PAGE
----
Senate Democrats made good on their promises to introduce a comprehensive cannabis reform bill this week, unveiling draft legislation Wednesday that would remove cannabis from the federal list of controlled substances and expunge federal nonviolent marijuana crimes.
But the draft bill could become a setback for the future of the SAFE Banking Act, legislation that provides protections for banks that service the industry, after lawmakers said their comprehensive reform would take priority over the more narrow banking bill.
During a press conference announcing the Cannabis Administration and Opportunity Act (CAOA), the bill's sponsors, Senate Majority Leader Chuck Schumer, D-NY, Sen. Cory Booker, D-NJ, and Sen. Ron Wyden, D-OR, were asked about the status of the SAFE Banking Act in light of the newly unveiled discussion draft.
Schumer said the SAFE Banking Act, which was introduced in the Senate in May, solves only a fraction of the cannabis issue.
"The banking bill only deals with a small part of this, but not what needs to be done. We need a broad comprehensive bill," Schumer said.
Booker offered a more pointed response to questions about the bill's future in the Senate.
"I don't know about other members of the Senate, but I will lay myself down to do everything I can to stop an easy banking bill that's going to allow all these corporations to make a lot more money off of this, as opposed to focusing on the restorative justice aspects," he said.
The SAFE Banking Act, which would provide protections to financial institutions that offer services to marijuana-related businesses, passed in the House in April, and has garnered support from bank trade groups and cannabis industry stakeholders.
Banks have largely refrained from servicing marijuana-related businesses due to cannabis's classification as a Schedule 1 drug. As a result, many such businesses deal primarily in cash, making them targets of theft, cannabis reform advocates have said.
Some industry observers appear split on whether they believe the SAFE Banking Act would still be necessary, if the CAOA were to pass.
William Bogot, co-chair of the cannabis law practice group at Fox Rothschild LLP, believes the draft bill, should it pass, would obviate the need for the SAFE Banking Act. The CAOA, however, faces an uphill battle to become law in its current form, he said.
The bill's sponsors say it doesn't have enough votes to pass the Senate, and are seeking input on the draft legislation by Sept. 1.
"The Discussion Draft was intended as an overshooting wish-list to start the negotiation and ensure social equity provisions are at the top of the list," Bogot said in an email. "That makes sense, but the Discussion Draft will be negotiated for a long time, both before it is ever introduced as a bill and in both houses."
Bogot said the SAFE Banking Act is not as controversial and disputed as the CAOA by either party and would provide immediate relief.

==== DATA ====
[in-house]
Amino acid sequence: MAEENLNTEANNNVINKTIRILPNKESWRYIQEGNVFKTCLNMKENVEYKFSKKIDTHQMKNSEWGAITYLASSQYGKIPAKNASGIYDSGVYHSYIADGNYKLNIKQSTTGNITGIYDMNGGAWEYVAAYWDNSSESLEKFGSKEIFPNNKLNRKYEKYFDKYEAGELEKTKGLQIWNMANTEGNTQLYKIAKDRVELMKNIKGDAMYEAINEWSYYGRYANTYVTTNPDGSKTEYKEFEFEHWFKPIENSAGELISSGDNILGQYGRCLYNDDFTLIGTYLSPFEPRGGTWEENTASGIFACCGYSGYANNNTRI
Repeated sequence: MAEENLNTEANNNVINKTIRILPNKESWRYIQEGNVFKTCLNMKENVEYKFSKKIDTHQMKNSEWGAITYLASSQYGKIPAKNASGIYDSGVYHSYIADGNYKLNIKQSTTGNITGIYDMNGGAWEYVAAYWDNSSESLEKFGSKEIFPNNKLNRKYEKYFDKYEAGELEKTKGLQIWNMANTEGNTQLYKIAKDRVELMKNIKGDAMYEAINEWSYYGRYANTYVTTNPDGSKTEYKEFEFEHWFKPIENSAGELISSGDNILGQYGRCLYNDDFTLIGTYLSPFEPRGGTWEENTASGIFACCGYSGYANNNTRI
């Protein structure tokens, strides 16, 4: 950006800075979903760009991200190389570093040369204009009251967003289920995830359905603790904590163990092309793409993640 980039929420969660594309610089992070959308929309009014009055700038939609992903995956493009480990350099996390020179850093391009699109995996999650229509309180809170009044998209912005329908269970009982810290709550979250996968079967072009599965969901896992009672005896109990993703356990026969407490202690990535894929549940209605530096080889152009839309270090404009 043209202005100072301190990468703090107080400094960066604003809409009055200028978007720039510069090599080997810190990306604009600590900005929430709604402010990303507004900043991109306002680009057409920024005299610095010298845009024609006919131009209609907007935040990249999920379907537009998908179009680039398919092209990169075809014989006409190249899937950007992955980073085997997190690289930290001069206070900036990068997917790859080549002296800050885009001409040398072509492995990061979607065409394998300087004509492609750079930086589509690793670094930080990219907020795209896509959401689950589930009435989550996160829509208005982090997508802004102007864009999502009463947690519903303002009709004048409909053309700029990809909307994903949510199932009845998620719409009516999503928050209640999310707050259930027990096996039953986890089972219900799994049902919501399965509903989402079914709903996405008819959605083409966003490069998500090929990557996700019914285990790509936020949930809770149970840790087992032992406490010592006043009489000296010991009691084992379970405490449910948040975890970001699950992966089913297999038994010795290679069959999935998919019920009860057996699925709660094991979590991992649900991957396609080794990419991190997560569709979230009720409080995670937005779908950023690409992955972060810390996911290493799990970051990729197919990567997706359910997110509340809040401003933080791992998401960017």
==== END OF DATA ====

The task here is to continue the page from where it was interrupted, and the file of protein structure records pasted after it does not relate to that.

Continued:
"As such, the SAFE Banking Act should be passed immediately as an incremental step toward a more comprehensive law such as the Discussion Draft," he said. "I'm sympathetic and support Senator Booker's goals, but I regret the SAFE Banking Act is being sidelined. To me, the SAFE Banking Act is not just about money per se, it is also about safety for those carrying around large sums of cash and the ability of cannabis operators to offer federally qualified retirement plans for their workers."
"While politicians acknowledge that the challenges of decriminalization and commerce are intertwined, when they argue that one has to happen before the other is exactly why we still don't have reform."
Founder and CEO of Green Check Verified
Kevin Hart, founder and CEO at Green Check Verified, a firm that provides cannabis banking and advisory services to financial institutions, argues that any change to the federal status of cannabis, which the CAOA seeks to do, only amplifies the need for the SAFE Banking Act.
Under the bill, regulatory responsibility of the drug would be moved from the Drug Enforcement Agency (DEA) to the Bureau of Alcohol Tobacco Firearms and Explosives (ATF), the Food and Drug Administration (FDA) and the Alcohol and Tobacco Tax and Trade Bureau (TTB), allowing the federal government to collect taxes on it. Some of that tax revenue will go to grants that reinvest in communities impacted by cannabis prohibition.
Hart said this additional set of taxes, on top of state taxes, will push more illicit market activity, "putting the Treasury Department and financial institutions in the same dilemma they face today."
"How do they know that 'good money' (legal sales) is entering the banking system and that the 'bad money' (illicit sales) is staying out?'" he said in an email. "No matter what comes of the House, the Senate, or what ultimately will be a hybrid set of reforms, we are at the Bank Secrecy Act (BSA) low bar today, meaning that the SAFE Banking Act should happen first, not after."
Hart called Booker's comments that he would block any cannabis banking legislation before comprehensive reform is passed "politics, pure and simple, on both sides of the aisle."
"While politicians acknowledge that the challenges of decriminalization and commerce are intertwined, when they argue that one has to happen before the other is exactly why we still don't have reform," he said.
While adding that he supports comprehensive cannabis reform legislation, Rep. Ed Perlmutter D-CO, the main sponsor of the House-passed SAFE Banking Act, urged the Senate to move on the banking bill.
"I look forward to working with my colleagues in the House and Senate on comprehensive cannabis reform legislation, but I urge the Senate to take immediate action to pass the bipartisan SAFE Banking Act to reduce the significant public safety risk threatening our communities," he tweeted Wednesday.